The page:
Thursday, the city felt like some of that spirit was alive between a book reading at Bluestockings and the opening, All Together Different LES Art.

Manny Cantor Center, 197 E. Broadway, New York, NY, US

Lore would have it that the storied past of the Lower East Side and East Village art scenes ended with gentrification in the 90’s. But some of those very artists have stayed and continued making art. This show is a survey of current Lower East Side artists — those still engaged in a forever changing and a forever the same neighborhood; of those still making art, all together, different.

A project of the Educational Alliance Art School @ Manny Cantor Center, ALL | TOGETHER | DIFFERENT brings together nearly 100 Lower East Side artists and arts organizations actively working in the community. Curator Linda Griggs. Curatorial Advisor Yona Verwer.

On View February 12 - April 1 2015
Opening Reception | February 12, 2015 | 7-9PM |
at Manny Cantor Center: 197 E. Bway

Portraits by Steve Ellis in the "Ignited New York" photo booth, and extended, moody bass and percussion by Scott Williams and Eric Holzman.

Running into my friends at the show, it felt like some of that world and promise I felt looking at art after midnight and the downtown scene still felt real and alive. The art was pulsing and fun, thoughtful and mysterious, opening questions, provocative interpretations, and alternative realities.

View from a cold night in Chinatown after chatting with Jeff, Jack and Peter and Wendy and Margo, and seeing the art. 

Saturday, we  met at the NYPL to celebrate the libraries for Valentines.
"Bring back the books," we chanted. Scenes from Valentines day.
Photos by Erik McGregor

WHAT: Citizens Defending Libraries, the Committee to Save the New York Public Library and Reverend Billy and his Choir cry out in concert about the ache in our hearts for our library losses
WHEN: Saturday, February 14, 2015, 12:00 Noon.
WHERE: Front steps of the 42nd Street Central Reference Library, Fifth Avenue Between 42nd and 40th Streets, New York, NY, 10018

This Valentine’s Day we, as library lovers and defenders, will gather to speak and sing of an ache in our hearts.

This Valentine’s Day at noon we will gather on the steps of the 42nd Street Central Reference Library to tell NYPL and library administration officials that there is a hole in our hearts and that we miss the things we love and want them back, now. . .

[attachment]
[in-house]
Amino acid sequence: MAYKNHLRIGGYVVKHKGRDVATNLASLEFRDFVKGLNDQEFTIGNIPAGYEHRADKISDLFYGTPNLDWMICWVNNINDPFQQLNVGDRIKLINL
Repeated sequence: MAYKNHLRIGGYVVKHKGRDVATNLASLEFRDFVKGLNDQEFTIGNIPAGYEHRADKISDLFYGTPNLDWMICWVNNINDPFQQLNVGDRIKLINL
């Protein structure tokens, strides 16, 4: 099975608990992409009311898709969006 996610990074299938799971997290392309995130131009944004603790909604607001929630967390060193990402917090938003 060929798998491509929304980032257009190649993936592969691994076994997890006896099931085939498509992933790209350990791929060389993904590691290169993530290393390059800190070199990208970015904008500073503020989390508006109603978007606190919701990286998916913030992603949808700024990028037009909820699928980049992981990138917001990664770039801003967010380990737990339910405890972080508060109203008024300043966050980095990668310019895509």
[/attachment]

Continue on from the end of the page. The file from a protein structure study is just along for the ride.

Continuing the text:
We will gather with Revered Billy and his fabulous choir who have two soulful songs about our library losses to send up to the heavens as we pray for the preservation and return of what we love: “You Don’t Update a Masterpiece,” and “Library Blues.”

. . . We will bring ROSES, a rose apiece, to say that we miss our beloved ROSE Reading Room, closed since flowers bloomed last May when the Rose Reading Room was suddenly shut down.. .

. . .  We miss, and ache for the return of ALL our books, ALL the books that library administration officials have been removing from the libraries.  That includes all the books that were spirited away during the Bloomberg administration, emptying all the millions of research books from the stacks under the Rose Reading Room, stacks intended to hold three million books and designed to support the Rose Reading Room literally and literarily, both structurally and as a matter of its core function and raison d’être.  We miss all the books that have been spirited away and not returned to other libraries including the books of other NYPL libraries and those of Brooklyn.  And if the libraries had not been intentionally starved of funds in recent years as years estate deals to sell them were conceived there would be more books in Queens too.

Where are the books that once filled our demolished Donnell?

The books of the sold-off 42nd Street Annex?

The more than one million books once found at SIBL, the Science, Industry and Business Library are mostly gone now and the few books that remain leave its public shelves so very empty.

Our hearts ache for the empty shelves in children’s section of the Brooklyn Heights Library as the BPL tries to drive patrons away from another grand library, like SIBL, that library administration officials are thirsting to sell.  What of the empty shelves and the books and bookshelves removed from Mid-Manhattan?  We hope that we have truly fended off the plans to sell it, and the BPL’s Pacific Branch, so many other libraries that are in jeopardy, Red Hook, Williamsburg, Sunset Park, Clinton Hill . . .   This list goes on and we must inevitably worry.

When next Valentine’s Day comes we don’t want to find our hearts arching more for the loss of more libraries like SIBL and Brooklyn Heights. . .